Catherine Pugnaire Gros, RN,     Assistant Professor                     McGill University Ingram School of Nursing and
MSc(A)                                                                   Clinical Nurse Specialist, Douglas University Mental
                                                                         Health Institure, Centre intégré universitaire de santé
                                                                         et de services sociaux, CIUSSS de l’Ouest-de-l’Île-de-
                                                                         Montréal
Carol Rupcich, RN, MN            Clinical Consultant, Perinatal Mental   Alberta Health Services
                                 Health Services
Elaine Santa Mina, RN, PhD       Associate Director                      Daphne Cockwell School of Nursing, Ryerson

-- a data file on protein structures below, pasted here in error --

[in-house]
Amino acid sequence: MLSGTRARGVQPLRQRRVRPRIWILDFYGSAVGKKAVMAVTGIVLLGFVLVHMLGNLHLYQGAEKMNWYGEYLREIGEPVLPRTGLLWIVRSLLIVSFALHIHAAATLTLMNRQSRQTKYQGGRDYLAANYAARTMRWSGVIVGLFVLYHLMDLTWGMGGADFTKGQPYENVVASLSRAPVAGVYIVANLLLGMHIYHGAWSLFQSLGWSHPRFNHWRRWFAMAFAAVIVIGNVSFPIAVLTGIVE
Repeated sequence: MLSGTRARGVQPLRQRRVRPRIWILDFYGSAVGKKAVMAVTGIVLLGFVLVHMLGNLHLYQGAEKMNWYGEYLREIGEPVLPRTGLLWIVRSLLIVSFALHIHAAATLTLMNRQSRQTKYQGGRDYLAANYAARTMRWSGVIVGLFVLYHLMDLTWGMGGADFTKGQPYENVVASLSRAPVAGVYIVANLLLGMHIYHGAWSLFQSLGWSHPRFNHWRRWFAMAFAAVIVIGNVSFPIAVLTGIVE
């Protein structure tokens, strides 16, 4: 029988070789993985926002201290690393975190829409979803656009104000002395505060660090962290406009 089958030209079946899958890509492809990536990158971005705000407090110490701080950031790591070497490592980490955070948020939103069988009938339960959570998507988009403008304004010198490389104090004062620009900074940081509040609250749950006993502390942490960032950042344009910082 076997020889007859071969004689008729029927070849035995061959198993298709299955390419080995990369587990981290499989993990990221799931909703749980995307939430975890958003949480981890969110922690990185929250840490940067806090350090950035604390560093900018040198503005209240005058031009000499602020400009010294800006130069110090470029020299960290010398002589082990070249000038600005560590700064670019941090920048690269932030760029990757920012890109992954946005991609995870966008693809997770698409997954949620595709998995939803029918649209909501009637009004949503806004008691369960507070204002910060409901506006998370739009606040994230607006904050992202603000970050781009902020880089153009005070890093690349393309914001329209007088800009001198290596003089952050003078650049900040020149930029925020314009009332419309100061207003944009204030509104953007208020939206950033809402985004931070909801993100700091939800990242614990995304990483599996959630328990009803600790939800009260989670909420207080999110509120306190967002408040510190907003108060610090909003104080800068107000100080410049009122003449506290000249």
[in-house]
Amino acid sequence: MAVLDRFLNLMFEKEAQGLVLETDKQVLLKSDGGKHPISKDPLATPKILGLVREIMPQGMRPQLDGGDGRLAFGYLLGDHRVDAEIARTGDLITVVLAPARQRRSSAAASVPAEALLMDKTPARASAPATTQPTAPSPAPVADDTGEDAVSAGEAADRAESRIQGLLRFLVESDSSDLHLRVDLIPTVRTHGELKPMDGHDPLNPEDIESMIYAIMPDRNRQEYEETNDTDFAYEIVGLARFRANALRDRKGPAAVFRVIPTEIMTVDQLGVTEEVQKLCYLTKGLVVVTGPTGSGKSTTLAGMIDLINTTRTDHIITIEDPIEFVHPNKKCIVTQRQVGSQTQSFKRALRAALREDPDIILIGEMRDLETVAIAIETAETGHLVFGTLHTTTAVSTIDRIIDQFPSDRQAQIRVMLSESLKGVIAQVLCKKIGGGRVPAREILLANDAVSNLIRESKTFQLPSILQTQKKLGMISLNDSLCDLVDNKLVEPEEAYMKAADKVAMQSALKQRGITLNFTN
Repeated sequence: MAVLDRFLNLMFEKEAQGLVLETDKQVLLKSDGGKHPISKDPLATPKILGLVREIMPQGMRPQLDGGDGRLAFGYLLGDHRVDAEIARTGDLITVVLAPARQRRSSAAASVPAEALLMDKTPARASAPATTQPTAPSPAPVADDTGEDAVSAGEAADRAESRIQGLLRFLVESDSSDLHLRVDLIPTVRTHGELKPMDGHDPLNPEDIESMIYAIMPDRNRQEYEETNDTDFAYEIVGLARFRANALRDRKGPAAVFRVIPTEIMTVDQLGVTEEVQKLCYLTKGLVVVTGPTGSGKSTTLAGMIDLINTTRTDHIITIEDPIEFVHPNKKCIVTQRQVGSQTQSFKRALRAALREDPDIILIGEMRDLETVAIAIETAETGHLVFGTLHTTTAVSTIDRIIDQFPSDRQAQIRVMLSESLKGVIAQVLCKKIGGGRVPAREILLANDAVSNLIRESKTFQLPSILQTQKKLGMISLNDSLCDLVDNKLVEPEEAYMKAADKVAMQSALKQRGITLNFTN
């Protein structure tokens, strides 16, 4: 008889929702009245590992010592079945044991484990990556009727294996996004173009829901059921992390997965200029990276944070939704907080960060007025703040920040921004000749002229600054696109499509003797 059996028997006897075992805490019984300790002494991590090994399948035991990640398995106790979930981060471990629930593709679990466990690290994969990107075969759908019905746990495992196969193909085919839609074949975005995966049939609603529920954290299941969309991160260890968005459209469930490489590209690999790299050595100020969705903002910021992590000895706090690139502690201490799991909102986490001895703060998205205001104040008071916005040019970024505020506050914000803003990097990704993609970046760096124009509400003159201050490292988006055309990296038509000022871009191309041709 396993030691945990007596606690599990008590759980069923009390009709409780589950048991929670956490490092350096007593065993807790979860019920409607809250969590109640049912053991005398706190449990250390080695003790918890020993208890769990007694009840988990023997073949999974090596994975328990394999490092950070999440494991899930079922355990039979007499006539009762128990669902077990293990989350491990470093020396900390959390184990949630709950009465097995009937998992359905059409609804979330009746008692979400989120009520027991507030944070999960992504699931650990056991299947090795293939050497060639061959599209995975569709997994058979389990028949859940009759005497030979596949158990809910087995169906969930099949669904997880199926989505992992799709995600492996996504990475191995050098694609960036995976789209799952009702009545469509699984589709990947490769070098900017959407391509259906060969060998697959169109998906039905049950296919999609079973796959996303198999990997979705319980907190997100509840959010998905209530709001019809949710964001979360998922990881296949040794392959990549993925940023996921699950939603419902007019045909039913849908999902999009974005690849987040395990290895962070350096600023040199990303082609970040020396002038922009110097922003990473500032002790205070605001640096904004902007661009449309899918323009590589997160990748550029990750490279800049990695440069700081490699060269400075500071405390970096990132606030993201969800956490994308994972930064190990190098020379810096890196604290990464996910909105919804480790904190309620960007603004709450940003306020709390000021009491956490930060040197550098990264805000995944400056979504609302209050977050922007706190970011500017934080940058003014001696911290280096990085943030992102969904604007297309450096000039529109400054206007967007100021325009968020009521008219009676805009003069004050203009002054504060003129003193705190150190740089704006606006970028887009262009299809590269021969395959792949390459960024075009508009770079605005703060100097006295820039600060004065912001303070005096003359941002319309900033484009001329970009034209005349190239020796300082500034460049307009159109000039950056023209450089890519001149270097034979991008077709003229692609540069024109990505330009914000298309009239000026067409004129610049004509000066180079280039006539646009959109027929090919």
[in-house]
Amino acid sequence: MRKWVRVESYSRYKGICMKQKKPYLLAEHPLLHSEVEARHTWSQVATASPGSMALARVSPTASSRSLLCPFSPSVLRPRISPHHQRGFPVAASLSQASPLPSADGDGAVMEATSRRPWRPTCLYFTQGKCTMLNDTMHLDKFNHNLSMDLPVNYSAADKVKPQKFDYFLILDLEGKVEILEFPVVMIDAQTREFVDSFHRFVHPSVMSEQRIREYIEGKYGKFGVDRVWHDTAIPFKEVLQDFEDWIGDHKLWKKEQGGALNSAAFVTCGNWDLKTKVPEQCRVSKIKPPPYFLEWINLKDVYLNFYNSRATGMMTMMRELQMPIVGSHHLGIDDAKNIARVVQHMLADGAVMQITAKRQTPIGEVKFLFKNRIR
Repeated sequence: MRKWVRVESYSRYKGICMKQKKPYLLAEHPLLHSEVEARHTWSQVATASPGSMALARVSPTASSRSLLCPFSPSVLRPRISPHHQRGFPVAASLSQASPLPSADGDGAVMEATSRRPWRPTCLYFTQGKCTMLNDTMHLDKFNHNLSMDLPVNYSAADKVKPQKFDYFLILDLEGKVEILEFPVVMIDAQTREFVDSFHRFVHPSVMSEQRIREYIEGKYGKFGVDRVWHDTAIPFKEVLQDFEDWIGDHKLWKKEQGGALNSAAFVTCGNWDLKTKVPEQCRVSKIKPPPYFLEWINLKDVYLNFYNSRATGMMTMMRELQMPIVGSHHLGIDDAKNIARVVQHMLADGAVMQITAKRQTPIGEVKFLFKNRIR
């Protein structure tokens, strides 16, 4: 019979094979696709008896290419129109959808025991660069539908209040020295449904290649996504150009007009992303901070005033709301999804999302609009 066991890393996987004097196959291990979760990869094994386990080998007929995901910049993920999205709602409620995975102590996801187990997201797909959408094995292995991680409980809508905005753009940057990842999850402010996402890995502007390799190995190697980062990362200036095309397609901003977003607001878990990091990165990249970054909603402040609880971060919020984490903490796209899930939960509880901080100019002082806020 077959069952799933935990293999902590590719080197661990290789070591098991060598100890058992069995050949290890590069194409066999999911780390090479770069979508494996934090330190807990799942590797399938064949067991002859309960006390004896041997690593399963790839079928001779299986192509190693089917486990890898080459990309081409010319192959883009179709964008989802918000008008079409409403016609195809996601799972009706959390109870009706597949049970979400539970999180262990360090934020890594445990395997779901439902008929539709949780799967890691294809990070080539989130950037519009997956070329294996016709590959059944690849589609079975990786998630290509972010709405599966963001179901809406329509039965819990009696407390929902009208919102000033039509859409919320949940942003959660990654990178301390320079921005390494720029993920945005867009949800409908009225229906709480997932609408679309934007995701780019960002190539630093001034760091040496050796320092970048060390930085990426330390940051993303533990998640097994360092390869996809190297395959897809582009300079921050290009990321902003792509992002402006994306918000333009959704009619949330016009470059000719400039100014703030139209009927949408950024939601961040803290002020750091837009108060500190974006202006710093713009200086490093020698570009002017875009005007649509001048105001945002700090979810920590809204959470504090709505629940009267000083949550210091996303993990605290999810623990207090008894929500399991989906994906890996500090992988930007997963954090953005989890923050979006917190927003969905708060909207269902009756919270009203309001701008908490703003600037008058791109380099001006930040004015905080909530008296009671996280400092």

University
Catherine Thibeault, RN, PhD     Assistant Professor                     Trent/Flemming School of Nursing, Trent University
Adele Vukic, RN, PhD             Assistant Professor                     School of Nursing, Dalhousie University

                                                           1
Introduction

In 2014 the Canadian Association of Schools of Nursing (CASN) partnered with the Canadian
Federation of Mental Health Nurses (CFMHN) to develop a national, consensus-based framework of
essential discipline-specific, entry-to-practice mental health and addiction competencies and
indicators. The purpose of the framework is to promote the integration of core content related to
mental health and addictions in undergraduate nursing education in Canada.
Nurses provide care to people experiencing issues related to mental health and addictions in all
service sectors. The competencies and indicators, therefore, delineate the essential knowledge,